Does the following describe you?
You watch baseball, and often. You yell at your television when you believe the manager of your favorite team makes a suspect decision. You fire barbs on Twitter when your team's general manager trades one of your favorite players, or signs a washed up veteran. If this sounds like you, you should grab your phone or tablet and download MLB Manager 2016.
Android devices and Apple iOS devices for $4.99, allowing you to constantly have your team at your fingertips.
If you love baseball sims, there isn’t one better than MLB Manager 2016 which operates as an official licensee of MLB.com, MiLB.com and the Major League Baseball Players Association. I’ve been playing this game for several years now and the latest version does not disappoint.
As was the case in previous editions, the game touches on every facet of running a true MLB franchise. Fair warning, the game is quite addicting. You’ll likely find yourself completely immersed in your season, striving to reach the top of the standings.
There are three variations of play; Major League, Fictional League and Historical League (via in-app purchase). I decided to play a Major League season with the 2016 New York Yankees.
After selecting a team you are provided the owner’s perspective, a budget and the ability to set your rotation and bullpen, create depth charts and lineups to use against right/left-handed pitching. Among other nuances, you can select how aggressive you are on the bases and where you place your fielders in respect to situations (yes, there is shifting if you desire).
In an individual game you have complete control and comes with play-by-play if desired. The game can be played at a slow methodical pace (literally one pitch at a time) or there are plenty of chances to advance the game through various simulations. If you decide to use the simulation advances of which there are plenty, they are good at sticking to strategy and can be changed at any time.
From a season standpoint, I prefer to play games one by one, versus advancing through days and weeks at a time. But, everyone has their preferences and the game does provide alerts in between games (i.e. if trades are proposed or your team suffers an injury) so you can make your own roster decisions.
As the season moves along players get hurt (Jacoby Ellsbury got hurt on Opening Day, which is incredibly predictable) and some players become disgruntled because of playing time (Brett Gardner grew tired of sitting for Aaron Hicks). The same happens for demoted players (Rob Refsnyder was on the original roster, but I altered it to match the Yankees’ Opening Day roster). The morale factor is not just for your 25-man roster, but also applies to the minor leaguers looking for a shot at the show so you need to check on this often.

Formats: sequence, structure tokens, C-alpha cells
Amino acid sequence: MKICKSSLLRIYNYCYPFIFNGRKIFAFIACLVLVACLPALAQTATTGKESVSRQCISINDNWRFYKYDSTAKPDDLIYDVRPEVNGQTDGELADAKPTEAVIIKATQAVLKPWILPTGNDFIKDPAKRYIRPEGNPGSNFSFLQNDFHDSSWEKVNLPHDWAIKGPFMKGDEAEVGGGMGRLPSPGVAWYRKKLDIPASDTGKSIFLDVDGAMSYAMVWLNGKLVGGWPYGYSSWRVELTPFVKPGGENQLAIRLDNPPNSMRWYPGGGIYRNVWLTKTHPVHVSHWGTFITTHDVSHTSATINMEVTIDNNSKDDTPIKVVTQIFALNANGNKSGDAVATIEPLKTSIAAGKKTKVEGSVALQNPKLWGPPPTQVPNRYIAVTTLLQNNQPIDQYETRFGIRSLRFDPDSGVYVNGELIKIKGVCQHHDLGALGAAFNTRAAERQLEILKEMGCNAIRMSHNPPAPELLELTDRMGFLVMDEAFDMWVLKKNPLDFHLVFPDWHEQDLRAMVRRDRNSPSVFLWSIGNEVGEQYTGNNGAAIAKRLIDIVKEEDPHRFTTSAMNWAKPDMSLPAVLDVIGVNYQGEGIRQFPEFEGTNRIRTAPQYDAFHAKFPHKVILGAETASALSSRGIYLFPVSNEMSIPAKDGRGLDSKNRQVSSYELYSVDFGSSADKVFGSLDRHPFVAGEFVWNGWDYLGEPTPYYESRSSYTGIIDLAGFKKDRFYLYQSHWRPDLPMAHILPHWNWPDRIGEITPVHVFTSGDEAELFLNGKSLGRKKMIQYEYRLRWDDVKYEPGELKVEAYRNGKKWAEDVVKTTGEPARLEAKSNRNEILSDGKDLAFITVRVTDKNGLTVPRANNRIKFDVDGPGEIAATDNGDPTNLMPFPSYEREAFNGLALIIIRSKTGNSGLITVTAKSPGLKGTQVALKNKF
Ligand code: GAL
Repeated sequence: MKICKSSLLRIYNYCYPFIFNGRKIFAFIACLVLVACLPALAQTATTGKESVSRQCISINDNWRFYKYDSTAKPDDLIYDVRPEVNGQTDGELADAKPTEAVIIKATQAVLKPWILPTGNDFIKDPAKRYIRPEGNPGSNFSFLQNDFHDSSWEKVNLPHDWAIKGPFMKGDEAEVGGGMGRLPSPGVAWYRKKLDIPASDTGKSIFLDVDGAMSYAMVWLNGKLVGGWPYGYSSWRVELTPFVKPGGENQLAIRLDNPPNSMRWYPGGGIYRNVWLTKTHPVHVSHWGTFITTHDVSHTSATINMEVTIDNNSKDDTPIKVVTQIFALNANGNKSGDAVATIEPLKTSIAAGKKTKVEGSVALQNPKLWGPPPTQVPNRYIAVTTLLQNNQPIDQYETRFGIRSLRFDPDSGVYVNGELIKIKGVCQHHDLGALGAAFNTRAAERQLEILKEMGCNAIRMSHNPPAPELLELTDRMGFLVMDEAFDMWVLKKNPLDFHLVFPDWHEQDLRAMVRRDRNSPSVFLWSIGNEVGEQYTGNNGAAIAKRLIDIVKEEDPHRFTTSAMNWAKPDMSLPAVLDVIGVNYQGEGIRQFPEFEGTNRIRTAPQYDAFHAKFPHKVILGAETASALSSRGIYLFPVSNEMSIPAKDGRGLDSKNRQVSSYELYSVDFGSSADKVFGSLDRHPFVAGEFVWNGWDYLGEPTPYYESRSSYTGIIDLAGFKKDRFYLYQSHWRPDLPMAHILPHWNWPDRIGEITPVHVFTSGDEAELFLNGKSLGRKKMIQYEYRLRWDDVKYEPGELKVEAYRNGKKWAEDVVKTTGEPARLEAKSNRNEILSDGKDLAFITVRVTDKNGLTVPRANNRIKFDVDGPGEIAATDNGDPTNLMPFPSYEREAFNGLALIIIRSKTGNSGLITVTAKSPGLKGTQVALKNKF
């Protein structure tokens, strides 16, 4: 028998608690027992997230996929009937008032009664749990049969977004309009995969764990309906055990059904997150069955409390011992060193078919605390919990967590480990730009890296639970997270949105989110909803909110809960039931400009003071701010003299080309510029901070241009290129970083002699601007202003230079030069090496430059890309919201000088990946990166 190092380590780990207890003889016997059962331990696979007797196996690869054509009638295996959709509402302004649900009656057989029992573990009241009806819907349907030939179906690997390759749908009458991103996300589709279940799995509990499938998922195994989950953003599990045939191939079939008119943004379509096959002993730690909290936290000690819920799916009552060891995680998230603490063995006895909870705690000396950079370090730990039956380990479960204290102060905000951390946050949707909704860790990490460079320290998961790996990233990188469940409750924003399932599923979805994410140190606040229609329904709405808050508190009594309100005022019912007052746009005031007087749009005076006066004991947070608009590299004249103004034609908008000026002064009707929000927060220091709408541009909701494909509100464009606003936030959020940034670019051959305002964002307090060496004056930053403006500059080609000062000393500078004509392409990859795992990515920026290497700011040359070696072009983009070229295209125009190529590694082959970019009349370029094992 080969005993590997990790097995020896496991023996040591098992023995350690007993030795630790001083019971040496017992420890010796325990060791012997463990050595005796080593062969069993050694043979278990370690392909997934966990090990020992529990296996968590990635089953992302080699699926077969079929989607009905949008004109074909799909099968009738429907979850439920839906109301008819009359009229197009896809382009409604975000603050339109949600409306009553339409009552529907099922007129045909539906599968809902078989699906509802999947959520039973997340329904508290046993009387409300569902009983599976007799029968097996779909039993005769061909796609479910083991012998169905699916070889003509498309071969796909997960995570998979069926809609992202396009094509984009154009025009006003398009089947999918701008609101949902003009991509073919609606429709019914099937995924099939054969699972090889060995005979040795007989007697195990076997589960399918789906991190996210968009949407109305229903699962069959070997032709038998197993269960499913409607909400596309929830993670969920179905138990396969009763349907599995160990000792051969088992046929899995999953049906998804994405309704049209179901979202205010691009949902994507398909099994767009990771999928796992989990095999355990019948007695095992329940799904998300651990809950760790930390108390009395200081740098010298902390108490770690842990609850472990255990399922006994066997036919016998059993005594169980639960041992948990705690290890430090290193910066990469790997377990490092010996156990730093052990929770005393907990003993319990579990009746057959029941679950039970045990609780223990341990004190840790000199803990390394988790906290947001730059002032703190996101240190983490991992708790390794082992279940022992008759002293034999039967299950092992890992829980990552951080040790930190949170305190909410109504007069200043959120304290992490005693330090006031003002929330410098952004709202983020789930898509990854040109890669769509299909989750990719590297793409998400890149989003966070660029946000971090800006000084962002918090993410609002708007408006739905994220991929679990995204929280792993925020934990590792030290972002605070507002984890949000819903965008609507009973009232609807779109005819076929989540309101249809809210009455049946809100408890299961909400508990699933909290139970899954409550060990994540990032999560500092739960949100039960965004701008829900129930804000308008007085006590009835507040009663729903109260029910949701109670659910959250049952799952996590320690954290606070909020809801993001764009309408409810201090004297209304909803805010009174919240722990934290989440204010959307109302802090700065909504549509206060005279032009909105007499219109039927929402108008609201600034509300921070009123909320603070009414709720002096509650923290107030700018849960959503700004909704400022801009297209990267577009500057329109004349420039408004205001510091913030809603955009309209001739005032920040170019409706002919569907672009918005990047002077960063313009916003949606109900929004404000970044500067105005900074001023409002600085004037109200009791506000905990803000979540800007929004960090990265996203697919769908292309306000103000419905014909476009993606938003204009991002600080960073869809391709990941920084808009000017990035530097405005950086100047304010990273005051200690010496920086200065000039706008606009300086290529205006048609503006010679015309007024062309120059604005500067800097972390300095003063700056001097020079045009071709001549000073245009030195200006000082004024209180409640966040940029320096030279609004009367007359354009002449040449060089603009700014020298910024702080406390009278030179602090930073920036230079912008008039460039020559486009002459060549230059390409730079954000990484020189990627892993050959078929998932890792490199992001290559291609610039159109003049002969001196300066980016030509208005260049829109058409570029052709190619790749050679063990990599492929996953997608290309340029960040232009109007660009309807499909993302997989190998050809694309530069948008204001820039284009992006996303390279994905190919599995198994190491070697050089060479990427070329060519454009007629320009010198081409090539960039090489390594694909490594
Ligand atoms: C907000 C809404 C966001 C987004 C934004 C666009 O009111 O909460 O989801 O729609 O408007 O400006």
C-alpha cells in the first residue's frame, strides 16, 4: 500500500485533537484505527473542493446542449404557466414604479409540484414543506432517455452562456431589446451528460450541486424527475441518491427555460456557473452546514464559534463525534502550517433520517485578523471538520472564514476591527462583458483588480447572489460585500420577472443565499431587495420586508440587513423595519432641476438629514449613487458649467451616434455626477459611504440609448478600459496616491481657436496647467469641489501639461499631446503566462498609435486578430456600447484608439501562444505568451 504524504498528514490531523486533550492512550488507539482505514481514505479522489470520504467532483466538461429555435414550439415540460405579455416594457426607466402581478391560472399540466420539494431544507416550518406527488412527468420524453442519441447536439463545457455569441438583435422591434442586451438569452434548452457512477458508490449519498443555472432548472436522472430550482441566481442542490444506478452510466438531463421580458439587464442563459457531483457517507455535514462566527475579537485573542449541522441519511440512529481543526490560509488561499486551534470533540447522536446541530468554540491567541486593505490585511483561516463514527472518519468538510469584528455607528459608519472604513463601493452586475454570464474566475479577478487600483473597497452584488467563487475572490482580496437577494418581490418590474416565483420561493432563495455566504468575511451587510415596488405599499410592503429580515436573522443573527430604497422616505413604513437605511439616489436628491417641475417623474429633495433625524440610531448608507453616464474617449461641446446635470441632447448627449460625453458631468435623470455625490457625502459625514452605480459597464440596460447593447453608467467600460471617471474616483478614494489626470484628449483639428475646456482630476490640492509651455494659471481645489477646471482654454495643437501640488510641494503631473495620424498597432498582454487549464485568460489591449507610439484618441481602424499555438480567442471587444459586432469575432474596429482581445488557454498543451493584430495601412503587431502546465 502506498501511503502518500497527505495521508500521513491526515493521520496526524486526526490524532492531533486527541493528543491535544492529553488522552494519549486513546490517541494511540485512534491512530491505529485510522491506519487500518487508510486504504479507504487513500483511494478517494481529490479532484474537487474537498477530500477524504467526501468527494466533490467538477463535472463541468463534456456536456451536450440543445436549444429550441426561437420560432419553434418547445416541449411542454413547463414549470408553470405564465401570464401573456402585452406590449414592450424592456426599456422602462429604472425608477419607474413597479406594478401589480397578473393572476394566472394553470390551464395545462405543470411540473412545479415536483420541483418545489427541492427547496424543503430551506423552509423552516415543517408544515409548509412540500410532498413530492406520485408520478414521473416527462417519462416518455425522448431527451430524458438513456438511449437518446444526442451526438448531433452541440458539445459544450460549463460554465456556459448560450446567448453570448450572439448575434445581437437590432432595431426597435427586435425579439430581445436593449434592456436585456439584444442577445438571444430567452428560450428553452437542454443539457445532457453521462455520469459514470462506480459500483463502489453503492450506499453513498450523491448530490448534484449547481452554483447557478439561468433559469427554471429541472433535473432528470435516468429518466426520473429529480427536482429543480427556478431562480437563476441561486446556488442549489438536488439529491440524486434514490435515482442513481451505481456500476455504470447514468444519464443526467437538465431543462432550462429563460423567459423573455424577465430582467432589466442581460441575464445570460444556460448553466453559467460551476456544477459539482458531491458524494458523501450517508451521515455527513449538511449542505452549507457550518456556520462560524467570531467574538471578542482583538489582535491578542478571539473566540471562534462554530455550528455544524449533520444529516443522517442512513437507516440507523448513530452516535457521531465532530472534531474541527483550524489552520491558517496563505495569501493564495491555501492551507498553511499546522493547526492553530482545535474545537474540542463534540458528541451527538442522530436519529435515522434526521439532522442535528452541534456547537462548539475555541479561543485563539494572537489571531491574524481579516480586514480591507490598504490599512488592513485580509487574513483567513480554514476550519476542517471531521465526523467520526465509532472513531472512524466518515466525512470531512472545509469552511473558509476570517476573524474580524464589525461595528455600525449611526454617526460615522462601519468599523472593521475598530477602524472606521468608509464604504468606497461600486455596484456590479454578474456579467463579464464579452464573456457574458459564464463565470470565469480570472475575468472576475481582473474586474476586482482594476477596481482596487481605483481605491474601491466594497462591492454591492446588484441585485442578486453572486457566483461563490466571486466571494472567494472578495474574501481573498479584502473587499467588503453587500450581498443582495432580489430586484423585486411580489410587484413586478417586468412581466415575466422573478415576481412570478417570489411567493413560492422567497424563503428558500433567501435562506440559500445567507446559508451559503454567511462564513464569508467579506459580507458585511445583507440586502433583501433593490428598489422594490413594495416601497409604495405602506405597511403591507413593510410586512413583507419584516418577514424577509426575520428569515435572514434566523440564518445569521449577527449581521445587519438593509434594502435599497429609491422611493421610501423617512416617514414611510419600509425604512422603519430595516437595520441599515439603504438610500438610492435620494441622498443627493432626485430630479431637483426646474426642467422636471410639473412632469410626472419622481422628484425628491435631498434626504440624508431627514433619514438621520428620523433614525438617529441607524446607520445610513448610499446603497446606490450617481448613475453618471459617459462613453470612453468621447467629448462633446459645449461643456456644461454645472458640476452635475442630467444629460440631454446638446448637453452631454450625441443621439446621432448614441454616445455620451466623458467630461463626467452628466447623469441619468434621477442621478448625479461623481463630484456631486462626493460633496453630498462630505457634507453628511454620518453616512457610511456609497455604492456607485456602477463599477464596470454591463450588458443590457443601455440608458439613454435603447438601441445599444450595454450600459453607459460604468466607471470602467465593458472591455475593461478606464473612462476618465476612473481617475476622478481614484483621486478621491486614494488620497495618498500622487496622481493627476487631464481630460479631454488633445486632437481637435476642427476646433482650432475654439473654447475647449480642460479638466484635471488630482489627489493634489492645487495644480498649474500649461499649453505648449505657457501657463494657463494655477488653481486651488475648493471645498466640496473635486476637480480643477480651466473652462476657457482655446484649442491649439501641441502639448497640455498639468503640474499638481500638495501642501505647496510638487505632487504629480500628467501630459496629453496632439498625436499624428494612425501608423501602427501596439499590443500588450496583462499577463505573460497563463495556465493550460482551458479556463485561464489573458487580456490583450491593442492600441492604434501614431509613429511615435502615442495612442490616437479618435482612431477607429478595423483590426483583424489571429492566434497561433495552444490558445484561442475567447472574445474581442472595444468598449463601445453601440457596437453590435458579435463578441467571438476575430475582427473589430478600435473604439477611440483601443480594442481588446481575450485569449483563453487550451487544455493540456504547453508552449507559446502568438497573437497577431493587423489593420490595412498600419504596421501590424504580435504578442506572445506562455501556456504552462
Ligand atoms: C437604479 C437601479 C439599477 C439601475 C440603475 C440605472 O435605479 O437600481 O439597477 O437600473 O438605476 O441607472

As a general manager you can propose trades and run the rookie draft mid-season as well as manage a complete minor league system. Once July hits, the trade chatter picks up. Some of the trades proposed to me were a stretch, but this has improved some from past iterations of the game. You can reject or counter trade proposals, and of course you can reach out to other clubs with your own offers. The offseason is much like MLB too. There are arbitration hearings and free agent negotiations. Your owner sets a new budget and expectations for the upcoming season and away you go. Again, your focus is controlled by you, or by the simulator.
MLB Manager 2016 remains difficult to put down. The ability to change the type of variation, allowing seasons to transpire one after the other with the same team personally appeals to me, but having the chance to select from loads of teams makes it a game that can be played over and over without the same results. I strongly recommend MLB Manager 2016 to anyone who enjoys baseball simulation games.
Out of the Park Developments also released Out of the Park Baseball 17 in March and is available for PC/Mac/Linux. This game is even more intricate than the iOS version. For more information, visit their website.
Christopher Carelli is a freelance baseball writer. Besides his work here, Christopher is a featured Yankees writer for SNY.tv. His baseball commentary has also been published on The Cauldron via Sports Illustrated, Yahoo Sports and linked multiple times on MLB Trade Rumors’ Baseball Blogs Weigh In. He is a member of the Internet Baseball Writers Association of America, the Baseball Bloggers Alliance and the BYB Hub.